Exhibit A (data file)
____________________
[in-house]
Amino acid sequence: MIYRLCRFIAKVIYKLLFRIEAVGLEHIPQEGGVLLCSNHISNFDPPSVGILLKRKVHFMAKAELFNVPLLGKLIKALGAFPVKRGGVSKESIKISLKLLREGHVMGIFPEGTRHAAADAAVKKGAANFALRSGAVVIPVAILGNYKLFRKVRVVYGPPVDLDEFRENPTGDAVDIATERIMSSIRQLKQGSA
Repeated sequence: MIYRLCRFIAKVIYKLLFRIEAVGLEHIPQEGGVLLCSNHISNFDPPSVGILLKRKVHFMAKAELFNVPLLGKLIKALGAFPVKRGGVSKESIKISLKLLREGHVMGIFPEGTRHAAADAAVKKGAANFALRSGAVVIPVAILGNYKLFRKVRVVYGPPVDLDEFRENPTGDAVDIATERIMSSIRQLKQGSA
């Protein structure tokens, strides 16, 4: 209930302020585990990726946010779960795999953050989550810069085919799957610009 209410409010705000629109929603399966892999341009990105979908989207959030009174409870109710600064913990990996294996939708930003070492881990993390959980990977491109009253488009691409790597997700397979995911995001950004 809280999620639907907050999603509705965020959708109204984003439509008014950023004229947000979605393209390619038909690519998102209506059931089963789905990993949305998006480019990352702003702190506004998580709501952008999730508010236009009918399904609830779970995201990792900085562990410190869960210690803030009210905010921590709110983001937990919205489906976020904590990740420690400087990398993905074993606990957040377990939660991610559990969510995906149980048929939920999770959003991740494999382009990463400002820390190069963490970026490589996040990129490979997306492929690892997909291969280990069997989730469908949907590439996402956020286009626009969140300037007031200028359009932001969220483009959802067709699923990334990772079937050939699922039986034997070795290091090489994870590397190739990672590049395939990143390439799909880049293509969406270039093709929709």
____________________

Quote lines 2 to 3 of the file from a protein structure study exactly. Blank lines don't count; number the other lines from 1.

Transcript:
Amino acid sequence: MIYRLCRFIAKVIYKLLFRIEAVGLEHIPQEGGVLLCSNHISNFDPPSVGILLKRKVHFMAKAELFNVPLLGKLIKALGAFPVKRGGVSKESIKISLKLLREGHVMGIFPEGTRHAAADAAVKKGAANFALRSGAVVIPVAILGNYKLFRKVRVVYGPPVDLDEFRENPTGDAVDIATERIMSSIRQLKQGSA
Repeated sequence: MIYRLCRFIAKVIYKLLFRIEAVGLEHIPQEGGVLLCSNHISNFDPPSVGILLKRKVHFMAKAELFNVPLLGKLIKALGAFPVKRGGVSKESIKISLKLLREGHVMGIFPEGTRHAAADAAVKKGAANFALRSGAVVIPVAILGNYKLFRKVRVVYGPPVDLDEFRENPTGDAVDIATERIMSSIRQLKQGSA